A very well delivered lesson about who the real immigrants are

Woman selling produce in Juarez Market in Oaxaca, Mexico. Image courtesy of Visit Mexico.
Read more: http://thepointsguy.com/2015/12/visit-these-small-towns-in-mexico/#ixzz3xFD3kiQX
I was on my way to a gathering with a friend, but before we arrived there, I pulled over to the side of the road where a woman and her daughter were selling cherries.

I wasn’t craving cherries much, but I just wanted to support my people.

“Hold on, I’m gonna’ go get me some cherries.” I said to my friend, and then approached the cherry-stand, and in Spanish said to the woman, “4 Crates, please.”

The woman looked down to face her daughter, which was when I realized that the woman didn’t speak Spanish, so her daughter was her translator.

Immediately, judging by the sound I identified that the tongue they spoke was Nahuatl, either that or something very similar.

Suddenly a Caucasian guy wearing a Hawaiian t-shirt & sun glasses, he approached, and in a heavy-accent he said to the woman in Spanish, “Give me 2 crates, and I hope you’ve got change for a 100, otherwise no deal.”

The woman looked down, but her daughter was having trouble translating the entire thing, so I pulled out some change, and said to the guy, “I don’t think they understand Spanish too well, but it’s cool. I got you. Here!”

The guy seemed very puzzled, took my money, and handed me his 100, and while he began to snicker & nod his head, he said, “Unbelievable: You learn these people’s language to try to communicate with them, and then come to realize they don’t even speak their own language. What the hell do they speak then!”

So I say to the guy, “They are NOT Hispanics, Spanish is NOT their language. They speak a Native American language, which they should since they are Native Americans, and we are in America so we should be speaking their languages.

You didn’t learn their language, nor any of the American languages for that matter. In fact, what you speak is English, and what you learned is Spanish, which are 2 European dialects, so technically you learned 2 languages from your European homeland, so don’t get frustrated because you are in a people’s land and they can’t understand what you say. That’s your fault, and not theirs, since you came to their land, and not the other way around.”

The guy takes a step back, and says, “Hey, don’t attack me, sir. I didn’t mean to offend you.”

So I said, “I wasn’t attacking you, nor did I raise my voice, or use any hurtful words. I simply educated you because you seem very misinformed.”

“I thought they were Mexican?” He awed.

“They are Mexican, and so am I.” I smiled.

“I thought Mexicans spoke Spanish?” He said.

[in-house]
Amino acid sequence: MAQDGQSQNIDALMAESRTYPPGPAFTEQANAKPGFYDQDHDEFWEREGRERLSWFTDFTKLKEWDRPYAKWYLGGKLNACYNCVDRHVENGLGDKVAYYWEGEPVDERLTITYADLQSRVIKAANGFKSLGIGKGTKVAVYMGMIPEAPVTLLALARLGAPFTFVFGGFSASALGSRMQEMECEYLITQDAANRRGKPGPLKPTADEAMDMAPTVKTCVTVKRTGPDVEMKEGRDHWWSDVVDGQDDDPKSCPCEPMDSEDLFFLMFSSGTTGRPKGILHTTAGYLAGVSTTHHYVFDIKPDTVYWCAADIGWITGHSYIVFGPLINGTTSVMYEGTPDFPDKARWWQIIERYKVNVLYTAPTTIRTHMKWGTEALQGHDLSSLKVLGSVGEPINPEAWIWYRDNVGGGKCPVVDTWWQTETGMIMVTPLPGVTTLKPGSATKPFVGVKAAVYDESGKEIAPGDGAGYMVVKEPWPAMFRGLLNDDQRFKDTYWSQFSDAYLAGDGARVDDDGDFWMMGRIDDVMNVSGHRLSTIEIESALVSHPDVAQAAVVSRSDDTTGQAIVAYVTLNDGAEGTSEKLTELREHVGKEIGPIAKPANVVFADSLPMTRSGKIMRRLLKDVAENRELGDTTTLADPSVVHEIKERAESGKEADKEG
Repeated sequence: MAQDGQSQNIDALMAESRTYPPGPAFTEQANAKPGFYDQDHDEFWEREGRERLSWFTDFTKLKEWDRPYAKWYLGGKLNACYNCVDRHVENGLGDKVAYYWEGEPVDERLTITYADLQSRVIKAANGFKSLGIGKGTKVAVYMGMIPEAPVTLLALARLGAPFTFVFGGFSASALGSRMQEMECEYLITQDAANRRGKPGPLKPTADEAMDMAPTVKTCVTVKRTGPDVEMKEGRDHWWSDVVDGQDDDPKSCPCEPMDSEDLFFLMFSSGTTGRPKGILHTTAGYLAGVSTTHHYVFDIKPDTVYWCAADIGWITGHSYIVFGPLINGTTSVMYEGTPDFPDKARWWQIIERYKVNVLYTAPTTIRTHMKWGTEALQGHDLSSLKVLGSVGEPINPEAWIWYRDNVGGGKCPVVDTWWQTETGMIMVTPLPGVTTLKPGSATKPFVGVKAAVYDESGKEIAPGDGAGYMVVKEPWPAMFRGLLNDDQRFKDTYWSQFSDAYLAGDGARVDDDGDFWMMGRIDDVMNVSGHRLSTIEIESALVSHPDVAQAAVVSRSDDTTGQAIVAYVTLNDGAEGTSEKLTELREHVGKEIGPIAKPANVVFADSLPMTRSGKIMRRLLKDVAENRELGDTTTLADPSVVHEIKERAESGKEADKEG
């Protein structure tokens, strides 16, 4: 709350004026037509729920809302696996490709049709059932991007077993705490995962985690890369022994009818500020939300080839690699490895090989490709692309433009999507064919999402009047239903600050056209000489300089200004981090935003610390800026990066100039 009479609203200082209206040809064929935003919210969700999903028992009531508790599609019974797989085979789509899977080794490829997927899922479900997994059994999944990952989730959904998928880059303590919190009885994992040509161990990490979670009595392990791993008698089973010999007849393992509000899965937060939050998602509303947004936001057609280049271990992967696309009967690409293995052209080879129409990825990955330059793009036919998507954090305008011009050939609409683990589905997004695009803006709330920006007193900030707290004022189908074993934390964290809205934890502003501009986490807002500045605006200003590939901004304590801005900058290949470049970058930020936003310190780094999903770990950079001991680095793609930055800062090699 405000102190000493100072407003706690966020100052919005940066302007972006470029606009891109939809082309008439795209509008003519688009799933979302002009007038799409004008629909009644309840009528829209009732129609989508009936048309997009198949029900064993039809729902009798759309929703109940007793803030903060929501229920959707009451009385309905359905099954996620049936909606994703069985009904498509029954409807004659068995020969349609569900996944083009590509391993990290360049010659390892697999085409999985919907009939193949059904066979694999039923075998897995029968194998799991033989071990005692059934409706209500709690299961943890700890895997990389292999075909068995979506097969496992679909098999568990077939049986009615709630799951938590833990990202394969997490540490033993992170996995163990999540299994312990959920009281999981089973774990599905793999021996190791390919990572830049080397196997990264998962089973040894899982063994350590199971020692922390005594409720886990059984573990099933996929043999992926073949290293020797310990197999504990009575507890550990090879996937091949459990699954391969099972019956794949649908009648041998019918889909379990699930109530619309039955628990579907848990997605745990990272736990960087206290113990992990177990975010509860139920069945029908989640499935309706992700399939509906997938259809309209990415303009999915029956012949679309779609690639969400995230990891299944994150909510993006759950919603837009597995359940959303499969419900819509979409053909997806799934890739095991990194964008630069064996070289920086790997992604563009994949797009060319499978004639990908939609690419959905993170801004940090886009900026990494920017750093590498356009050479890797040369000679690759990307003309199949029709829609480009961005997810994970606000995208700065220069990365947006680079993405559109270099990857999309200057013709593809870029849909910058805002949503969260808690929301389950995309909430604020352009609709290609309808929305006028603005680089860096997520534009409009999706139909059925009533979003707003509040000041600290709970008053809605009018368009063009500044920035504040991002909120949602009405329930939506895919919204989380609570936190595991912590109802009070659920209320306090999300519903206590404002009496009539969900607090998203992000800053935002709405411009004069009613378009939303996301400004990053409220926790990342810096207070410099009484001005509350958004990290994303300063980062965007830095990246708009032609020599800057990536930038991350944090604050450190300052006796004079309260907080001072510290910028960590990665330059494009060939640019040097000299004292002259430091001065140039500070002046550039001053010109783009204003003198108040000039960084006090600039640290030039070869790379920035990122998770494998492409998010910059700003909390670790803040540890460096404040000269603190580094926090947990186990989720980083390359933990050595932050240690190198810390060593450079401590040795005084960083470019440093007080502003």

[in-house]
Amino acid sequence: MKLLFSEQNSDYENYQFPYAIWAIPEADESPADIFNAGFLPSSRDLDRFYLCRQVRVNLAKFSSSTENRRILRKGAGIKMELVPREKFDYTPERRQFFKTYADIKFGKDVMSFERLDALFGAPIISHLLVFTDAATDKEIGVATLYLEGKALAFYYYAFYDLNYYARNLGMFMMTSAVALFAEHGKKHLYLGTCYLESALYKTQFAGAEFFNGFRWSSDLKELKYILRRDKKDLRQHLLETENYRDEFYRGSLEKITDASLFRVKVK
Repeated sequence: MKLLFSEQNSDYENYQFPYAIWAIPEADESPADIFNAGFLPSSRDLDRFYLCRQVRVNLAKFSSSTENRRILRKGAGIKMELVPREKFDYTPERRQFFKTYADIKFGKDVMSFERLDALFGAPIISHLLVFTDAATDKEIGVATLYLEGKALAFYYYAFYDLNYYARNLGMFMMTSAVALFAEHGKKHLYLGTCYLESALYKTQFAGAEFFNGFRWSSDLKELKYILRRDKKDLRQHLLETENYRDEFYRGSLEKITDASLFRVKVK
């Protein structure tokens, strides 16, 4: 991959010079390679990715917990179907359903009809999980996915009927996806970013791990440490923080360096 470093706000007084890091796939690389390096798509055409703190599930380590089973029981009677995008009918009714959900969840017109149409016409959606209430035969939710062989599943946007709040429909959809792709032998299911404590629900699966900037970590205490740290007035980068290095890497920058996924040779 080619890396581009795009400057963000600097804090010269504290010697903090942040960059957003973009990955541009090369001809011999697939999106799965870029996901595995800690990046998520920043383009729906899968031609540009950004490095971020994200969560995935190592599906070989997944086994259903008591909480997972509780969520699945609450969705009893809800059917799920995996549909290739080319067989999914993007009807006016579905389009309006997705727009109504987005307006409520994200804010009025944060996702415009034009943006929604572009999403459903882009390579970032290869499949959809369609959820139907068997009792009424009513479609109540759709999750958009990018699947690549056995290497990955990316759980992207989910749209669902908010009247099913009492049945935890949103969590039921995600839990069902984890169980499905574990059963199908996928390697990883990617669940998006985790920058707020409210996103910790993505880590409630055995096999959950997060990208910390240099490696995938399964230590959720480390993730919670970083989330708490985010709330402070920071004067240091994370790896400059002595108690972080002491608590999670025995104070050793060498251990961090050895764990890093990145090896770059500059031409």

“Some of us do, but not all of us. And just because we speak it, it doesn’t mean that it’s our language, it just means that we were colonized by Spanish speaking Europeans, just like Native Americans from the U.S. are colonized by English-speaking Europeans, and that’s why Natives in this country speak English.

All of the original people from this continent: Mexico, Canada, Brazil, Puerto Rico, Peru, Guatemala, and the rest of us who you consider to be immigrant foreigners, we’re actually Native Americans, meanwhile the immigrant foreigner is you.” I explained gently, and smiled too so he won’t take it as an attack.

“That’s just very disrespectful to call me an immigrant foreigner, more so coming from someone who looks illegal. I’m an American.” He growled.

“Well, now imagine how we feel knowing that we are indigenous to the continent, yet you people come from Europe, call yourselves Americans, as if you’re the Natives, and then you depict us as the immigrants. Whenever the world thinks of immigrants and whenever the media shows immigration problems, it depicts & shows me and my people as the immigrants. Native Americans are depicted as immigrants, meanwhile European descendants, like you, as Americans. What’s is going on?

You’re not an American, you’re just a European who happened to be born in America, meanwhile these people here are the actual Americans.”

He displays an angry face, looks away from me, hands the woman some money, grabs his cherries, and says, “Excuse me!” and then goes on his way.

“Take care, dude, thanks for the chat.” I smiled, waving goodbye.

Finally I grabbed my crates of cherries, and in Nahuatl I said to the woman, “Quezqui inin quen tlazoti?” Her eyes widened, and her jaw dropped, and then her daughter giggled and in Spanish said to me, “20”.

I handed the woman the money for the 4 crates of cherries, and then she says in her poorly-spoken Spanish, “Gracias, muchacho.”

I looked into her eyes, and said, “Tlazocamati ye niauh ma xi pactinemi.”

Her face quickly brightened up, and she displayed a huge smile.

I looked at her daughter, winked at her, and then she shed this huge smile, one of the most beautiful ones I’ve ever seen in my life!

My people, man… I love them!

Post by Ricardo Ignacio on Facebook via Jaimi Kaurix Rodriguez. Thanks for the share, Jaimi!

One Reply to “A very well delivered lesson about who the real immigrants are”

  1. Thank you for sharing this with us. Things like this need to be placed on billboards all across this nation and the translation of words spoken given as an incentive for all of us to learn the language of the Natives of this land. Even though my people were trading with the Natives before Columbus got lost and stumbled upon this land, I do not know the language nor do I know the language of my great grandmother which is Cherokee! I would love to learn these languages and teach them to others so that we honor and respect those whose land has been usurped by all of us!

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